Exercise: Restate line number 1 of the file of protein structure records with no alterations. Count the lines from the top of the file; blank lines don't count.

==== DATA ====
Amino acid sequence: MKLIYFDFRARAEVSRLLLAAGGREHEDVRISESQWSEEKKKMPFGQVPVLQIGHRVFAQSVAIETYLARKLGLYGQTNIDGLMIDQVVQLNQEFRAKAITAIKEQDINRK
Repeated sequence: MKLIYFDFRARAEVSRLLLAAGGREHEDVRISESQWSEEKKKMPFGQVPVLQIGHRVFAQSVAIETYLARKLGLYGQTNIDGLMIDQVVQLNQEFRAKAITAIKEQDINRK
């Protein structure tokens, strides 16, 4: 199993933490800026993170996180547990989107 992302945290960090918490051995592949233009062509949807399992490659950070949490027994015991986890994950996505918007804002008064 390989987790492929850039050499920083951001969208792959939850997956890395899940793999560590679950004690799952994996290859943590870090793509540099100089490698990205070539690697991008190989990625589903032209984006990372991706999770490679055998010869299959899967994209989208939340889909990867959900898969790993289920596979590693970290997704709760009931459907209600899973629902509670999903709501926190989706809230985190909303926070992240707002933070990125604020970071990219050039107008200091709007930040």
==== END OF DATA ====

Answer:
Amino acid sequence: MKLIYFDFRARAEVSRLLLAAGGREHEDVRISESQWSEEKKKMPFGQVPVLQIGHRVFAQSVAIETYLARKLGLYGQTNIDGLMIDQVVQLNQEFRAKAITAIKEQDINRK